DEXTER – Ray Tucker has been studying wind energy for more than a decade. While prominent politicians have engaged in a spirited back-and-forth over the pros and cons, the long-time Mower County commissioner still can’t come up with a single negative when put on the spot.
With one of the county’s 284 wind turbines on his farmland, a $5,000 check rolling in annually, and Mower County receiving $1.2 million via the wind energy production tax in 2012, it’s become a familiar refrain among citizens and officials in the sparsely populated, rural region.
“When they were building these things, the economic impact was huge,” Tucker said of the five local wind projects, which are most prominent along Interstate 90 north and south of Dexter. “They were staying in our hotels, eating at our restaurants and drinking at our bars.
“After they’re up and running, we still haven’t had any complaints.”
The push for renewable energy began as a relatively small boon for Mower County, which received just $13,577 in 2005 through the wind tax as the first turbines were erected. When Minnesota adopted its ambitious renewable energy standard in 2007, turbines quickly became a more prominent fixture in the flat, windy landscape – with increasing local rewards.
Mower County’s financial benefit for hosting the turbines has increased seven consecutive years. The county received $1,497,019 for 2012, 20 percent of which goes to townships. During the construction phase, sales at some local businesses doubled or even tripled.
“That revenue is becoming huge,” Tucker said. “I would hate to generate another $1.2 million from the county (through taxes). It’s a win-win thing. In fact, with the economic downturn, I wish we had another project here.”
Pleasant Valley Wind, a 300-megawatt project sited in Mower and Dodge counties, was issued a site permit by the Minnesota Public Utilities Commission in 2010, but hasn’t been built due to the lack of a power-purchase agreement. The site permit expires later this month.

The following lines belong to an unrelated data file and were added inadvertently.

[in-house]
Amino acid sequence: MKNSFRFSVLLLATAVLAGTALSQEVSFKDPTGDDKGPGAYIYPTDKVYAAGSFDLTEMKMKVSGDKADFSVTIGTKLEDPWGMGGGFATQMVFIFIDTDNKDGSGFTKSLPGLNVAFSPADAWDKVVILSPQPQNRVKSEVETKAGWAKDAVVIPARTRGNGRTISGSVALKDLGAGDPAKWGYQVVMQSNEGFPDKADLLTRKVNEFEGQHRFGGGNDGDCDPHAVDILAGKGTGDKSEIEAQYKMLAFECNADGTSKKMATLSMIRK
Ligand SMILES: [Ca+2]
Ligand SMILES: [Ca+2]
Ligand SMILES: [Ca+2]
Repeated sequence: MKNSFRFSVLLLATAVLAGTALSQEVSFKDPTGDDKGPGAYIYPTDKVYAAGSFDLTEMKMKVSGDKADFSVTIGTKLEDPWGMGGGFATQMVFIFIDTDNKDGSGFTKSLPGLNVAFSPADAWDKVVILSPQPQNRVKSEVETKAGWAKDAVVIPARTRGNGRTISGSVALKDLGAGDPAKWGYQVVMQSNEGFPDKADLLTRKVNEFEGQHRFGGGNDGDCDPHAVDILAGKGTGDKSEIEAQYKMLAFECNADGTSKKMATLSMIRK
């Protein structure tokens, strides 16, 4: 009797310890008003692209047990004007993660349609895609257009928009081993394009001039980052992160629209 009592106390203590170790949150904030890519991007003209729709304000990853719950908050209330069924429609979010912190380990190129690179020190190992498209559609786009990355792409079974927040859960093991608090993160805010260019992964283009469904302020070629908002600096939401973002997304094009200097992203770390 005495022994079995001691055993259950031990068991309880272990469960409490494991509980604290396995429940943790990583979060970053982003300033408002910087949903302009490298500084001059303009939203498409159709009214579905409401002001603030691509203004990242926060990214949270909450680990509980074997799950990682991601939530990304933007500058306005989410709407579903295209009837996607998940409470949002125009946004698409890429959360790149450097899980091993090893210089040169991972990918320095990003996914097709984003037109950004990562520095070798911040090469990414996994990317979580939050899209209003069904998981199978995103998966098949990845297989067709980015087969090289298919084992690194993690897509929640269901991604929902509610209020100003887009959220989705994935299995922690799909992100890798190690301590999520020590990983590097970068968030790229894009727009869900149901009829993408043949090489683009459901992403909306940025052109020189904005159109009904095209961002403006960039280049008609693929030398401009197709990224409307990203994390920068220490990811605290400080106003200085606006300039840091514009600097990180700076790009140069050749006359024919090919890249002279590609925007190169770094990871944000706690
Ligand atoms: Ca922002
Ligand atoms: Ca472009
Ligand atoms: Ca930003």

Mower County Finance Director Donna Welsh says the wind tax revenue had the same effect as cutting taxes by $74 on a $150,000 home in 2011, something she says most citizens don’t even realize.
“The impact is so essential to what we actually have as revenue,” she said.
The turbines also require frequent maintenance and repair, which has led to at least three full-time service offices opening within the county that account for more than 20 full-time jobs. Other technicians serve a region rather than a specific site, making such numbers difficult to track, according to Riverland Community College’s Steve Vietor, who heads one of three wind turbine technician training programs in the Minnesota State Colleges and University system.
All 104 graduates from Vietor’s program in Albert Lea, which began in 2009, have landed jobs in the wind technician industry. The 100-percent job placement rate during the recession is a point of pride at the university, along with the significant waiting list to enroll in the two-year program.
The open-armed acceptance of wind developments in Mower County contrasts sharply with what’s taken place in Goodhue County during the same period. While more than 400 megawatts has been installed in Mower County, not a single wind project has been built in Goodhue County as citizen opposition groups and county officials have effectively created a series of roadblocks during the permitting process.
Concern over shadow flicker, stray voltage, setbacks, bald eagles and other issues have either slowed or blocked four different wind projects, including turning the 78-megawatt AWA Goodhue project into a highly volatile battle between citizens and the wind company.
“When you try to fit in a project like that into a high population like that, it’s only natural that you’d find increased resistance,” said Great River Energy’s Renewable Energy Lead Mark Rathbun, who signed a power purchase agreement with the 100-megawatt Prairie Star Wind Project in 2007.
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